Concord-Carlisle Regional Schools District – BSEA # 13-07146
COMMONWEALTH OF MASSACHUSETTS
Division of Administrative Law Appeals
Bureau of Special Education Appeals
In Re: Concord-Carlisle School District
BSEA # 1307146
RULING RE MOTION FOR DISMISSAL OF MASSACHUSETTS DEPARTMENT OF MENTAL HEALTH
On April 10, 2013, Parents filed with the Bureau of Special Education Appeals (BSEA) a hearing request against the Concord-Carlisle School District (Concord-Carlisle) and the Massachusetts Department of Mental Health (DMH). DMH then filed a motion to dismiss, seeking to have DMH dismissed as a party to these proceedings. Parents and Concord-Carlisle filed oppositions to DMH’s motion, and on April 29, 2013, a telephonic hearing was held on the motion.
The following facts are assumed to be true for purposes of this Ruling only.
Student is a sixteen-year-old young woman with a number of significant emotional deficits, including diagnoses of a major depressive disorder, an anxiety disorder and an eating disorder.
On or about August 13, 2012, Student cut herself deeply across her wrists. During the beginning of the 2012-2013 school year, Student appeared to be overwhelmed, having cut herself again the day before. Concord-Carlisle proposed its therapeutic program (Alt Pro), and Student attended this program for one day on September 24, 2012. She continued self-injurious behavior and was admitted to the adolescent psychiatric unit at Cambridge Hospital.
In October 2012, Student began an extended evaluation at Germaine Lawrence Youth Villages as a residential student. On or about December 19, 2012, the IEP Team met to consider the conclusions and recommendations from this extended evaluation. The IEP Team continued to propose Concord-Carlisle’s Alt Pro program.
During this time, Student was referred to DMH for an eligibility determination. DMH determined Student eligible and approved her for services. Parents, Concord-Carlisle and DMH began discussing the possibility of a residential placement, with a cost-share by DMH and Concord-Carlisle. However, the parties were unable to reach agreement on an appropriate, long-term placement for Student.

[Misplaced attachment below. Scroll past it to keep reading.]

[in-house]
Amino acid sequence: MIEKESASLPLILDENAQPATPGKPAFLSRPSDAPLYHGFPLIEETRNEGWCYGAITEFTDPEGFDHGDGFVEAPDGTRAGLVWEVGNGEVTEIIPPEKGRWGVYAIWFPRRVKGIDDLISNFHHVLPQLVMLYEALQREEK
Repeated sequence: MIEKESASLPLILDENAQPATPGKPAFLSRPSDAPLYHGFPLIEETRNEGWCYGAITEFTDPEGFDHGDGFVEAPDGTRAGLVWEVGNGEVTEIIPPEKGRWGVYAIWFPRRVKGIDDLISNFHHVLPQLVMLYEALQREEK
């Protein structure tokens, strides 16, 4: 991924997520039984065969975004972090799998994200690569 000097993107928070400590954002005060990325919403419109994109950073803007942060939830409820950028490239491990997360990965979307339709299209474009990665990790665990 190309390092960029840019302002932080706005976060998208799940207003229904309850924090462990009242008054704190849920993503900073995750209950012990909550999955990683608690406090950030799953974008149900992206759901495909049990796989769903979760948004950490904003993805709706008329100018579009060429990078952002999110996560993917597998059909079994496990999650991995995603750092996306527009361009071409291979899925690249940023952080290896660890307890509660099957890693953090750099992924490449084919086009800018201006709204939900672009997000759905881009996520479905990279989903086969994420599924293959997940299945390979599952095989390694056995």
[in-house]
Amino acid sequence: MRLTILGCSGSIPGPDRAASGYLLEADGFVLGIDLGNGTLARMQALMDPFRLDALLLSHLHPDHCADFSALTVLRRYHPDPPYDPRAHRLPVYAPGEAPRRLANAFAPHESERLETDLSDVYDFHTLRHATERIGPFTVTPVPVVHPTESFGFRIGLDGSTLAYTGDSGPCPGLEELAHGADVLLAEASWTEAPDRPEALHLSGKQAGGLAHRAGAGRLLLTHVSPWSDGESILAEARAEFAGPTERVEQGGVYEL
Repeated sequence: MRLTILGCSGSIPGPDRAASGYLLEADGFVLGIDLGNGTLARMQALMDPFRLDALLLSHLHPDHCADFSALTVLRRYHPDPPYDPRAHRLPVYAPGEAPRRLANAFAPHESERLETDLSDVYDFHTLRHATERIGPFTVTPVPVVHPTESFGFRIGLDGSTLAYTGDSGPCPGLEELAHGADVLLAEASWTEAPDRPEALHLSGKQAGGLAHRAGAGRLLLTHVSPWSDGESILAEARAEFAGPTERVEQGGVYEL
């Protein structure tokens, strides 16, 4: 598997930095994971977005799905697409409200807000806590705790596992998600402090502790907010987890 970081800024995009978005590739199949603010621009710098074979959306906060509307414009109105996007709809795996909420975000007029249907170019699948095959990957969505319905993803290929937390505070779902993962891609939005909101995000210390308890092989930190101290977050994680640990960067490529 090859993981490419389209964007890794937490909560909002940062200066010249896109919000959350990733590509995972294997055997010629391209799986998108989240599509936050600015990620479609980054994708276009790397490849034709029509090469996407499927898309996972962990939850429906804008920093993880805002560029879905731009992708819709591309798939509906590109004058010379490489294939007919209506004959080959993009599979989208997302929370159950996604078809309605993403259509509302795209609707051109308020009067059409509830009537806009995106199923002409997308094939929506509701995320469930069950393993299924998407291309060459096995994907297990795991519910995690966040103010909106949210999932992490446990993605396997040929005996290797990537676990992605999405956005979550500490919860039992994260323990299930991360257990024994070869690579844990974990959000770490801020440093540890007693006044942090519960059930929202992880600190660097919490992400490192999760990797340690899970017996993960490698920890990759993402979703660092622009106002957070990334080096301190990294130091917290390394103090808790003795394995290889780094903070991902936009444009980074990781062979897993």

Believing that they had no other options that were appropriate for their daughter, Parents unilaterally placed Student at the New Haven School in Spanish Fork, Utah on January 20, 2013, having previously advised Concord-Carlisle. Student has continued to attend this school. Through their hearing request, Parents now seek both reimbursement for and prospective placement at the New Haven School, including an order that DMH pay for the residential portion of this placement in the event that Concord-Carlisle is not responsible for the entire placement. In their hearing request, Parents named DMH as a party and continue to argue that DMH is a necessary party for complete relief to be provided to Parents.
Similarly, Concord-Carlisle takes the position that DMH should remain a party. Concord-Carlisle argues that it may turn out that Student can be appropriately educated within a day therapeutic program, and that any needed residential services are for non-educational reasons and therefore may possibly be the responsibility of DMH. Concord-Carlisle seeks to have all of these issues resolved within a single BSEA proceeding.